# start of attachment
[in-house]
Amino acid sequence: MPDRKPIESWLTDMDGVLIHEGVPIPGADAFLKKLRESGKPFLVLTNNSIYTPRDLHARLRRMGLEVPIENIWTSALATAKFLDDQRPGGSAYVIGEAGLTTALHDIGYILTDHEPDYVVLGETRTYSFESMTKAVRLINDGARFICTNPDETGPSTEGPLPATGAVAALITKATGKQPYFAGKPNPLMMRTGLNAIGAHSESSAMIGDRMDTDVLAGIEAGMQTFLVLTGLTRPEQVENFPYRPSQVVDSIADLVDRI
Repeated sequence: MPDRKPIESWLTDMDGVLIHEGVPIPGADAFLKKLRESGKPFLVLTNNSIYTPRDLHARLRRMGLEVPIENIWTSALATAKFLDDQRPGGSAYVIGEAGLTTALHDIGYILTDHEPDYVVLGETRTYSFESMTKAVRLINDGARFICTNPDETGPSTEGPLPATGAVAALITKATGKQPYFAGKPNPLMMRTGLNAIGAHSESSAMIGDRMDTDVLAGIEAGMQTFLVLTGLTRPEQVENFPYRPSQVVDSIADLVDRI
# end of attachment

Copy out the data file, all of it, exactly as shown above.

[in-house]
Amino acid sequence: MPDRKPIESWLTDMDGVLIHEGVPIPGADAFLKKLRESGKPFLVLTNNSIYTPRDLHARLRRMGLEVPIENIWTSALATAKFLDDQRPGGSAYVIGEAGLTTALHDIGYILTDHEPDYVVLGETRTYSFESMTKAVRLINDGARFICTNPDETGPSTEGPLPATGAVAALITKATGKQPYFAGKPNPLMMRTGLNAIGAHSESSAMIGDRMDTDVLAGIEAGMQTFLVLTGLTRPEQVENFPYRPSQVVDSIADLVDRI
Repeated sequence: MPDRKPIESWLTDMDGVLIHEGVPIPGADAFLKKLRESGKPFLVLTNNSIYTPRDLHARLRRMGLEVPIENIWTSALATAKFLDDQRPGGSAYVIGEAGLTTALHDIGYILTDHEPDYVVLGETRTYSFESMTKAVRLINDGARFICTNPDETGPSTEGPLPATGAVAALITKATGKQPYFAGKPNPLMMRTGLNAIGAHSESSAMIGDRMDTDVLAGIEAGMQTFLVLTGLTRPEQVENFPYRPSQVVDSIADLVDRI